Figure 7
figure 7

The localization, on the positive strand, of all 4,096 6-mers in Drosophila and human promoters. Clustering factor (CF+) for the positive strand, plotted at a single base-pair resolution, at the position of the most populated bp, for all 4,096 6-mers. (a) CF+ from 10,914 Drosophila promoters; (b) CF+ from 15,011 human (UCSC); (c) CF+ from 12,926 human (DBTSS) promoters; (d) the exact placement of Drosophila TATA, INR variants, and DPE variants relative to each other. The sequence is broken into 10 bp segments.

The clustering of 6-mers at a single base-pair resolution in the UCSC human promoters showed generally lower CF+ values and only two peaks corresponding to the TATA and INR positions (Figure 7b). While the DBTSS dataset (Figure 7c) showed more pronounced peaks than the UCSC dataset, it still failed to show a clear DPE peak. Examination of the sequences localized under the main human (DBTSS) peaks produced a result similar to that seen form Drosophila. The sequences lying under the TATA peak were exclusively TATA-like sequences. The sequences under the INR peak represented INR variants localized exactly at the TSS and other NDMs, predominantly erythroblast transformation specific (ETS), localized close to the TSS. However, the variety of INR sequences that localized in the human dataset was greater than that seen for the Drosophila data. Attempts to identify distinct human INR motifs six nucleotides or greater were unsuccessful due to the wide degeneracy in sequences that surround the prominent central CA core.

Comparison of Drosophilaand human motifs that peak

We examined if motifs that peak in Drosophila also peak in human and vice-versa. Of the 15 Drosophila motifs that peaked, four also localized in human promoters (TATA, INR, DPE1 and NDM2; Figure 8a,b,d,l) with INR, DPE1 and NDM2 occurring at much lower frequency in human promoters. While both the human and Drosophila promoters showed a clear overabundance of the CA dimer at the TSS (Figure 1d), we were previously [11] unable to detect an INR signal in human promoters using the degenerate human consensus sequence (YYANWYY). However, mapping the Drosophila INR motif (TCAGTY) to human promoters does produce a weak peak at the TSS in the UCSC dataset and a more pronounced peak in the DBTSS dataset (Figure 8b). Analysis of this peak at a 1 bp resolution (Figure 8x) revealed that both human datasets contain significantly fewer of these precisely positioned elements than does the Drosophila dataset. This result suggests that this TCAGTY motif plays a less significant role in human gene transcription than it does in Drosophila, and agrees with previous findings that the human INR is more degenerate than its Drosophila counterpart. It should be noted that in all cases, the motifs that contained a peak in one human dataset also showed peaks in the other human dataset, although the DBTSS dataset showed more pronounced peaks. This confirms both the qualitative similarity of the two datasets and the suggestion that the DBTSS data contains greater numbers of accurately positioned TSSs. Of the eight motifs previously identified to abundantly peak in humans [11], only TATA also peaked in Drosophila promoters (Figure 9).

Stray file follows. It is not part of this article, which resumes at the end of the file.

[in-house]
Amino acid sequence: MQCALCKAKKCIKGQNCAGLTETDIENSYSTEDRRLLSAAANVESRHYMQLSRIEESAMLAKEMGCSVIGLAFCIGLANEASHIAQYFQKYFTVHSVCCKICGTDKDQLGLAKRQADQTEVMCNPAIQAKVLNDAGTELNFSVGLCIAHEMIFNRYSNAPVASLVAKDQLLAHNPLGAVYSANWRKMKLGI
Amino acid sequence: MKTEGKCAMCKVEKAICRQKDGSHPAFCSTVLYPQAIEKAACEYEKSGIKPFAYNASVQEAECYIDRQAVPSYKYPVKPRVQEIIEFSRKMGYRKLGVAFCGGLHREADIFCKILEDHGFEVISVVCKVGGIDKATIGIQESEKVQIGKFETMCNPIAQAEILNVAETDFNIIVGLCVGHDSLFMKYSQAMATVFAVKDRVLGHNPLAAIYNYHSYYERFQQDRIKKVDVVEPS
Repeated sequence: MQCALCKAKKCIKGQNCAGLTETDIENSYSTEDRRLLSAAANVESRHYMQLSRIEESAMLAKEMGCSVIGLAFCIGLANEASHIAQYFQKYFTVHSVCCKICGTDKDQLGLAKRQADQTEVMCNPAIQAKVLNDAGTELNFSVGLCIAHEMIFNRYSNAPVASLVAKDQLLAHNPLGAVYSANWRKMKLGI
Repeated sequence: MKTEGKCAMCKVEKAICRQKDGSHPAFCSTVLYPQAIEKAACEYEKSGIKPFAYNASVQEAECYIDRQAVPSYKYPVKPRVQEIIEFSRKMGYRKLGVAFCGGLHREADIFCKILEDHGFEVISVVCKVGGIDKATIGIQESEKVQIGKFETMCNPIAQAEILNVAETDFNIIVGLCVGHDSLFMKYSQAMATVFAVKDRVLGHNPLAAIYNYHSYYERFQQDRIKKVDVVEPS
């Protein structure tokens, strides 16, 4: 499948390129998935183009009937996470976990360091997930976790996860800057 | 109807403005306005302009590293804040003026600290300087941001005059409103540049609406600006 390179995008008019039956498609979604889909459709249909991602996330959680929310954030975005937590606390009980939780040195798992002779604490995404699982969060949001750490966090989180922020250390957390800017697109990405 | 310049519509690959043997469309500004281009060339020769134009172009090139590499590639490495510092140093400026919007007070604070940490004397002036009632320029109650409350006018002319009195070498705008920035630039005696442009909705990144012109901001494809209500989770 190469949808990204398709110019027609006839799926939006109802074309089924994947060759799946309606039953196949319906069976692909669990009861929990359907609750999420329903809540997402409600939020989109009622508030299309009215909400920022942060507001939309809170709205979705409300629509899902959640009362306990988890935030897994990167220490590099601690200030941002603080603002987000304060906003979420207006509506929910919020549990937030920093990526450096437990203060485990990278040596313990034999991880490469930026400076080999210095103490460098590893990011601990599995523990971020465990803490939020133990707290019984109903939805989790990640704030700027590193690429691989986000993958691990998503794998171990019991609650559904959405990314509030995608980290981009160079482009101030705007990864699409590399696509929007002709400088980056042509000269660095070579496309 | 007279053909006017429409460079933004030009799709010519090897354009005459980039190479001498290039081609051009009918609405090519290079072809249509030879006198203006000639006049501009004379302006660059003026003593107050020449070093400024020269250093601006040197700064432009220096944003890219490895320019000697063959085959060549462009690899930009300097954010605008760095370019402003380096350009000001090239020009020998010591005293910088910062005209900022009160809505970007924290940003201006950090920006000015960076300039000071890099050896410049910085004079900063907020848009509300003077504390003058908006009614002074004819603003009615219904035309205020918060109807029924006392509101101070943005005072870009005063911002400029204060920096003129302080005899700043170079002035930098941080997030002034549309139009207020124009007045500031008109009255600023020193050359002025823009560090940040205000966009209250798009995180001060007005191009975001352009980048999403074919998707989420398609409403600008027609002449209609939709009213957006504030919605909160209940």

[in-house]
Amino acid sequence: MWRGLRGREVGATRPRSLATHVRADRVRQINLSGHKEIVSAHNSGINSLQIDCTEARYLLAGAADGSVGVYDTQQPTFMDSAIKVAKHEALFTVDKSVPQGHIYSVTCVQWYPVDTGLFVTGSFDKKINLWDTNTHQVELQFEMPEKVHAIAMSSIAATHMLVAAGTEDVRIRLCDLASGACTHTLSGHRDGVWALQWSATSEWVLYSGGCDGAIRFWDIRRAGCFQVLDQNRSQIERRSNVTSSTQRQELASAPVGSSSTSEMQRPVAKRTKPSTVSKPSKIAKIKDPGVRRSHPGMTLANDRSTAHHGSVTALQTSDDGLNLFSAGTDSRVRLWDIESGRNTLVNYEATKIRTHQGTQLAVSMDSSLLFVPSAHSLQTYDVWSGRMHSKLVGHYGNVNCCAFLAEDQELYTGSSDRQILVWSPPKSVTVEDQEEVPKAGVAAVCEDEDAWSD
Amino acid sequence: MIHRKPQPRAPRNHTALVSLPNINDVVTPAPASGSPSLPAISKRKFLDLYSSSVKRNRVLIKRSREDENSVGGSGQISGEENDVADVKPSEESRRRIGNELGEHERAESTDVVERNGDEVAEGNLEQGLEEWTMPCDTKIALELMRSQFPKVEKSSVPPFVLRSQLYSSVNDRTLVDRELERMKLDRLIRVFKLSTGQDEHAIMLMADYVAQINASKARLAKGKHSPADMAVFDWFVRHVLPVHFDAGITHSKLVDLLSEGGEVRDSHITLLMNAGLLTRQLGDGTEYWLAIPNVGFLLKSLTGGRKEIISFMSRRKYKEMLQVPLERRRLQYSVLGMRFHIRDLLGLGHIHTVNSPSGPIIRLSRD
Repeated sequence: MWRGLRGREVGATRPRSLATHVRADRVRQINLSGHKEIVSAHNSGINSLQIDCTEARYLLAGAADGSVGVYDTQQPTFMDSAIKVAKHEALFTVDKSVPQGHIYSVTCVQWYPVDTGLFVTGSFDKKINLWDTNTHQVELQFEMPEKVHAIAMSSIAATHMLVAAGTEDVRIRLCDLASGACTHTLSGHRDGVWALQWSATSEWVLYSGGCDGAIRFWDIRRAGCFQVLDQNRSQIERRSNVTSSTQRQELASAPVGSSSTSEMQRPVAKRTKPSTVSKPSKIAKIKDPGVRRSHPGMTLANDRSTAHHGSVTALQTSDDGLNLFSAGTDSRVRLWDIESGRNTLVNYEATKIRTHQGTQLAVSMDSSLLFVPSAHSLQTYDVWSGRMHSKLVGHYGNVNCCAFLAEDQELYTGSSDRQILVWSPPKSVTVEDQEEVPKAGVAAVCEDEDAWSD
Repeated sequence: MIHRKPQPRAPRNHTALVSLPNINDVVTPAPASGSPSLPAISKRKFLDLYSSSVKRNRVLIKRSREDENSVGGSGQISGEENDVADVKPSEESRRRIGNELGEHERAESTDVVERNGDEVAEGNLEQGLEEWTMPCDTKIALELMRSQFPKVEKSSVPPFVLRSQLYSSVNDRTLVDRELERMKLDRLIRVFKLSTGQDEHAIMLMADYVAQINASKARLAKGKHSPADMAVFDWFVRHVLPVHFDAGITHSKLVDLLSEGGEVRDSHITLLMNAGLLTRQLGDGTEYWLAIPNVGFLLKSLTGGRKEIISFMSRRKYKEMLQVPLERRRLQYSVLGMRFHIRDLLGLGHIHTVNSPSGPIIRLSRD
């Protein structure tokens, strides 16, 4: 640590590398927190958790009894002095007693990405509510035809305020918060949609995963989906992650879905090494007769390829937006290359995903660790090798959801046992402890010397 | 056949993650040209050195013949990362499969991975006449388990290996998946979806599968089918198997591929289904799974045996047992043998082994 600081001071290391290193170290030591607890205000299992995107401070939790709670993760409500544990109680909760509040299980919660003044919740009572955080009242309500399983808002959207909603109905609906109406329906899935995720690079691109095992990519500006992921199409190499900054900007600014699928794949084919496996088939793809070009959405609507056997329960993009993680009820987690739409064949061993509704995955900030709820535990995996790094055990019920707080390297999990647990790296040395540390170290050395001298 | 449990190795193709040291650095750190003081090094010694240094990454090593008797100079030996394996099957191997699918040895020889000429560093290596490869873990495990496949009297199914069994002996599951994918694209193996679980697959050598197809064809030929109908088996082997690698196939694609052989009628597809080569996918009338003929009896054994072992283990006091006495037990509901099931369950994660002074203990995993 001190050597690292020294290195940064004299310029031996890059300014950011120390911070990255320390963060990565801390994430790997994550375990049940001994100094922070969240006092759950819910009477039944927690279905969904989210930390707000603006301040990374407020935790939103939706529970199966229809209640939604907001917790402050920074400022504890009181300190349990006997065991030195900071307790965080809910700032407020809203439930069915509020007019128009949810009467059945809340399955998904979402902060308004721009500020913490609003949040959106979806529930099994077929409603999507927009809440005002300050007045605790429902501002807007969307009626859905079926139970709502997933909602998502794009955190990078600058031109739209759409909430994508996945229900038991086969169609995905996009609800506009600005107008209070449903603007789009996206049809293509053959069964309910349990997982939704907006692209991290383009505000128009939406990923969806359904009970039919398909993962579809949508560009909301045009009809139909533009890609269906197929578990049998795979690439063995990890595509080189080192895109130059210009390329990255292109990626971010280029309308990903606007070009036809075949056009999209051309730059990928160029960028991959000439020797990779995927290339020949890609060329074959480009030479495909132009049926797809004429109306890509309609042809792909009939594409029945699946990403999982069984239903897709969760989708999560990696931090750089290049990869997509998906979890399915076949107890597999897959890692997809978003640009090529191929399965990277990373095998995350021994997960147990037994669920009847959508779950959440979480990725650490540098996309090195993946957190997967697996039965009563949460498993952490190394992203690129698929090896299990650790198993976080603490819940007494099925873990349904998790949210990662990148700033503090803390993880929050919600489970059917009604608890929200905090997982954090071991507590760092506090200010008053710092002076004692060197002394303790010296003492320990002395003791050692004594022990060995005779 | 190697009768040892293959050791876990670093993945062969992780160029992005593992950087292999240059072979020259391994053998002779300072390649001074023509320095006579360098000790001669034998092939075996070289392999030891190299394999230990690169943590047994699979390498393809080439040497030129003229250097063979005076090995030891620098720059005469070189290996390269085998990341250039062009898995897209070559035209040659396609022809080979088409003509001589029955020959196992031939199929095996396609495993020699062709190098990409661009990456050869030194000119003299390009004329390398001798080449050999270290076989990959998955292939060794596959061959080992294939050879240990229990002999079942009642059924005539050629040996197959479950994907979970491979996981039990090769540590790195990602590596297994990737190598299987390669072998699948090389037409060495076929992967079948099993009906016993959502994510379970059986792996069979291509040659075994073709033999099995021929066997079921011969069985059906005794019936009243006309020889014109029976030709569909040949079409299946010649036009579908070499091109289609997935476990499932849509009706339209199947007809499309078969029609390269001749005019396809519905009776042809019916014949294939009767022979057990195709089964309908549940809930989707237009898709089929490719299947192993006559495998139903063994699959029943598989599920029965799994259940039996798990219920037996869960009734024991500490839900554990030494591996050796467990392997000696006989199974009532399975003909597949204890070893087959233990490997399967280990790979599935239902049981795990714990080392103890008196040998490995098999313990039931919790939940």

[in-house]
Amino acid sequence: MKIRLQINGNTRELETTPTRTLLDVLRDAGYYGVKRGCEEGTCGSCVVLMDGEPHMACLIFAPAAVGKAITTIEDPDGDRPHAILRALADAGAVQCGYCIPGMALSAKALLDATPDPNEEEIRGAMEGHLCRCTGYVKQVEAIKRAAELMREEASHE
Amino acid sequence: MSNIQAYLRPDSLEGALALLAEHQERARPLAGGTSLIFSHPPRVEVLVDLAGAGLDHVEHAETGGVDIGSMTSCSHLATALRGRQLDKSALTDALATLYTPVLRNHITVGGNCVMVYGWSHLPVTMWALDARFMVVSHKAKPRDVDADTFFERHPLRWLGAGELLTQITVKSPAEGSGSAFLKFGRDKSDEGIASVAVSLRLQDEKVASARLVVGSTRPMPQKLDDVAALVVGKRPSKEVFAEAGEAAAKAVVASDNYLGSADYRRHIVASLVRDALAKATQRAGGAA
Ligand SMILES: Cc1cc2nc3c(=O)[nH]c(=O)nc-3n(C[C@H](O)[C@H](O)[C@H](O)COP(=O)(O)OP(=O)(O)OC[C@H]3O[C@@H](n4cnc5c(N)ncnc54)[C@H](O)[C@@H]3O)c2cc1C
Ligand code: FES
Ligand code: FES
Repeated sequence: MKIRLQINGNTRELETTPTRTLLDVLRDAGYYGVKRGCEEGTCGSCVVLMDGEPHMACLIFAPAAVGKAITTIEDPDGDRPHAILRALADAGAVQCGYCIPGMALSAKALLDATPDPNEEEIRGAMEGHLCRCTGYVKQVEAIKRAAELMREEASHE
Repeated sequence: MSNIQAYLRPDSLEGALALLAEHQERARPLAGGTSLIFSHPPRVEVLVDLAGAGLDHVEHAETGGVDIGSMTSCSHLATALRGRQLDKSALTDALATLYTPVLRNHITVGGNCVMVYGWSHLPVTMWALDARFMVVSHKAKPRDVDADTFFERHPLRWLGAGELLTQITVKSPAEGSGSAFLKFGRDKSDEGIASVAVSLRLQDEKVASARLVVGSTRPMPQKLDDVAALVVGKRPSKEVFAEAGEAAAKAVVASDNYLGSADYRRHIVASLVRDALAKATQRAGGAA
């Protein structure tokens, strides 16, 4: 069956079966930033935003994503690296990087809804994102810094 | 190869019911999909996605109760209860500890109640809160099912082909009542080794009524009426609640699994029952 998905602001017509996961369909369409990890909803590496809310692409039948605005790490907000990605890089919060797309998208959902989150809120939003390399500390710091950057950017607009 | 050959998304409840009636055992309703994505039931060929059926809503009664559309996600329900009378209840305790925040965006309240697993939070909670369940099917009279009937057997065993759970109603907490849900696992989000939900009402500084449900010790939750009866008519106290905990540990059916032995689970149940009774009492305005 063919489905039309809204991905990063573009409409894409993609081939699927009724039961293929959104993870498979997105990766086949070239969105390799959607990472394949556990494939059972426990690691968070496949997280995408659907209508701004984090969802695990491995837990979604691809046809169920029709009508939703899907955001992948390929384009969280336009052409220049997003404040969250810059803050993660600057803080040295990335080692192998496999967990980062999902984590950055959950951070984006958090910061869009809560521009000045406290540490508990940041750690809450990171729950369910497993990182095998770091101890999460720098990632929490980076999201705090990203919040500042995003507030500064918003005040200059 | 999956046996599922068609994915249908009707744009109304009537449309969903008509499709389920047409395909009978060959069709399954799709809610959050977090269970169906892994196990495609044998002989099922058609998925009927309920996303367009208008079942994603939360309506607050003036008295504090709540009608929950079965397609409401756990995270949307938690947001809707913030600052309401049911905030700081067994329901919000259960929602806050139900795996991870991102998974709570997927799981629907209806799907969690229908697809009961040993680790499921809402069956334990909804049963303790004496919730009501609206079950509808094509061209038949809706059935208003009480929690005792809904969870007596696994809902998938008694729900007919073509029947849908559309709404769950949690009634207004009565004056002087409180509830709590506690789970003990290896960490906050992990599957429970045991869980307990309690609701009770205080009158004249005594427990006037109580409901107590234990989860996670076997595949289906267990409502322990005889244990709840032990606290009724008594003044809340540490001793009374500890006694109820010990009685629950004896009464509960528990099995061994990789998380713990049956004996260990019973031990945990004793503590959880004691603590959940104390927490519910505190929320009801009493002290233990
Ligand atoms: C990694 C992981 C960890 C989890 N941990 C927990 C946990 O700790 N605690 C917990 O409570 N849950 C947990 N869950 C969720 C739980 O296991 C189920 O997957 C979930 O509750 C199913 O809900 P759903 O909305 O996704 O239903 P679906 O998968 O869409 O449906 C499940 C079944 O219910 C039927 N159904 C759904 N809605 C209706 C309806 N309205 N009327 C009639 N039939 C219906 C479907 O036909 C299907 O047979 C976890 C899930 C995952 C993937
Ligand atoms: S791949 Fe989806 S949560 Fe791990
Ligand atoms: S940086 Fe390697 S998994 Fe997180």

Figure 8
figure 8

The distribution of 15 'Drosophila specific' motifs in Drosophila and human promoters. (a-o) The number of occurrences of each of the 15 identified Drosophila motifs in each 20 bp bin for Drosophila (dotted black), human (UCSC; solid red) and human (DBTSS; dashed blue) promoters. For the ten directional motifs, only the occurrences on the positive strand are represented. For the five non-directional elements, the occurrences on both the positive and negative strand are represented. (x) The distributions of the INR motif (TGACTY), from -100 to +100, for both Drosophila and human promoters at a single base-pair resolution. The number of occurrences of each element has been normalized, based on a dataset of 10,000 promoters, to compensate for the different sizes of the datasets.

Figure 9
figure 9

The distribution of 8 'human specific' motifs in Drosophila and human promoters. (a-h) The number of occurrences of each previously identified [11] human specific motif in each 20 bp bin for Drosophila (dotted black), human (UCSC; solid red) and human (DBTSS; dashed blue) promoters. The number of occurrences of each element has been normalized, based on a dataset of 10,000 promoters, to compensate for the different sizes of the datasets.

In comparing the distributions of the Drosophila and human motifs, it is apparent that some sequences, even when they occur outside of the peak, display different abundances for the two organisms. This is true for DRE (Figure 8n), which peaks in Drosophila but is also a highly abundant motif outside of the peak (total of 7,058 across 1,500 bp of 10,914 promoters). In humans, there is no indication of any clustering, and this element is also very rare (total of 1,015 across 1,500 bp of 15,011 promoters). The reciprocal observation is made for human promoters, where SP1 (Figure 9h) is characterized by a very large peak and is also abundant outside of the peak but is virtually absent from Drosophila core promoters. In contrast, the INR (Figure 8b), which peaks in both organisms, albeit on different scales, shows very similar total abundance in both organisms (a total of 17,377 and 20,320 occurrences across 1,500 bp, in 10,914 and 15,011 promoters, for Drosophila and human, respectively).

E-box motifs that peak in both Drosophilaand humans